I think this is a very good question, and one that - in slightly different form - I had thought about recently. I had come across a couple of events that I referred on for moderation, while thinking that I would not like to be the moderator having to make a final decision; so I completely understand WW. Here are some thoughts.
(1) The event in question: In my opinion, complaining about the presence of a common swear word in a comic illustrating a point is unnecessarily prudish, in particular considering that this isn't only a site for US participants living in a ludicrously PC world (I remember an excellent onion article on "NippleGate a year later"). Of course it depends on the comic, which I have not seen (I hope it wasn't xkcd which certainly is always appropriate by any reasonable standard). This is very different from such language chosen by a user submitting a post, which is never necessary, and probably almost always a reason for me to consider flagging a post for further review. I live in NYC, and drop the F-bomb once every other sentence. But a user wanting to participate in a public discussion on mathematics should only do so if (s)he is mature enough to realize there is a difference between oral conversation, and talking to others online: without the context of gestures, mimics, and such, words on digital paper take on a different dimension. This isn't YouTube, and it shouldn't be.
(2) Age of user: This is a public forum with fairly professional standards. Age shouldn't prevent anyone from posting here, but if you post here, live up to some common standards reasonably expected by a community. At 13, I was wildly immature, but wouldn't have posted in a public discussion my argument peppered with swear words. I read the 13 cut-off as meaning "being old enough to have a mathematically interesting question, and mature enough to ask this question as you would in class to your teacher." In fact, why should a younger math prodigy able to do both not participate - rather than a college kid who vomits a question out in an aggressive, demanding fashion? I assume this has legal reasons to allow for certain standards here, but even PG-13 is a US concept of fairly little meaning in Europe or Asia.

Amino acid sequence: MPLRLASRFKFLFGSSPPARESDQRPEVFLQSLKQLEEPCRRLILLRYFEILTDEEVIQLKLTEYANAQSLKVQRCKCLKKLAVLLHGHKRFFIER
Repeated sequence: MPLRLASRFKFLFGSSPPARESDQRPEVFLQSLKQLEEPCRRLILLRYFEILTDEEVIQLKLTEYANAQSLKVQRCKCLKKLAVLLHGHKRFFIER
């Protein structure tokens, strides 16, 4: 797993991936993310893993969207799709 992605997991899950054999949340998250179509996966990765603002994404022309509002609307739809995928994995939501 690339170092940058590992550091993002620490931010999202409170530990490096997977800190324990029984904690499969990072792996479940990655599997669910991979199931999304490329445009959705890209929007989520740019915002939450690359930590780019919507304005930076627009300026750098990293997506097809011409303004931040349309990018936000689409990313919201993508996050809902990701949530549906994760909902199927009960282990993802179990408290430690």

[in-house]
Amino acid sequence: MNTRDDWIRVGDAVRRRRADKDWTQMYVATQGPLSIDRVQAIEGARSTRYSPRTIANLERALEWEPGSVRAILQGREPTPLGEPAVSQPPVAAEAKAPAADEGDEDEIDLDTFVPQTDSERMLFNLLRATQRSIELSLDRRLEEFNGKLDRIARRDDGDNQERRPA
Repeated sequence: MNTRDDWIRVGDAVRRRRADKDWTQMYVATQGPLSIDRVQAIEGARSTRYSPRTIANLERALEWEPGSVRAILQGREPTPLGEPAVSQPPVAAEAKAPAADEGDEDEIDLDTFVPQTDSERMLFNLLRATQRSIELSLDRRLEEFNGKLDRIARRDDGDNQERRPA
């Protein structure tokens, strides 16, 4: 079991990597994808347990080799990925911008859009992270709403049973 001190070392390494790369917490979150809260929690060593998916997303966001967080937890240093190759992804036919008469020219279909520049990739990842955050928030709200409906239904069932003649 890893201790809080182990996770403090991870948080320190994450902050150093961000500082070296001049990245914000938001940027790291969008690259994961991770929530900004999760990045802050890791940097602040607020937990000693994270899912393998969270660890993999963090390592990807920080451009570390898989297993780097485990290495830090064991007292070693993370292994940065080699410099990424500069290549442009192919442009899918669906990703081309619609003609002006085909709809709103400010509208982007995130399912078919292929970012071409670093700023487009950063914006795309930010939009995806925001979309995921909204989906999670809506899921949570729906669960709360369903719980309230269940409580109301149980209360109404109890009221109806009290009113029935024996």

(3) What does civility mean: For me cusswords are much less of a problem than more difficult to pinpoint lack of civility. They are easy to pinpoint and remedy as needed. I have noticed a fair amount of lack of civility in more subtle ways. By way of summarized examples: (a) a user posting an answer that was sarcastically mocking another user who had posted an earnest, civil question (how do you prove it was sarcastic?); (b) users posting with zero punctuation, all lower case, skipping vowels (as, for some, this is a cool way of online communication - I confirmed that with those much younger than me if it isn't obvious enough) writing in incomplete sentences, or those that don't even match their point (this is a big pet peeve of mine: English is my 3rd language and I was terrible at it in middle and high school, and these posts are typically by native speakers (I would never complain about an obviously non-native poster who tries) showing what feels to me as an extreme lack of courtesy and a pitiful sense of having to project a 'cool' online image which strikes me as dismissive. You can take the position that these posters can't do any better, are all non-native speakers, and where is my evidence; but, please: it is obvious); (c) questionable user names - I remember one describing sexual excitement, and one used, per urban dictionary, as a derogative word for "hairy foreigners resembling simians" (but where do you draw the line? MSE shouldn't be a police state either and allow for creative expression). It may be just me, but what I summarize in (3) rubs me the (very) wrong way, because it is more subtle but just as annoying, and completely unnecessary. On the other hand, except for extreme cases, I would not want to be the moderator having to make a call.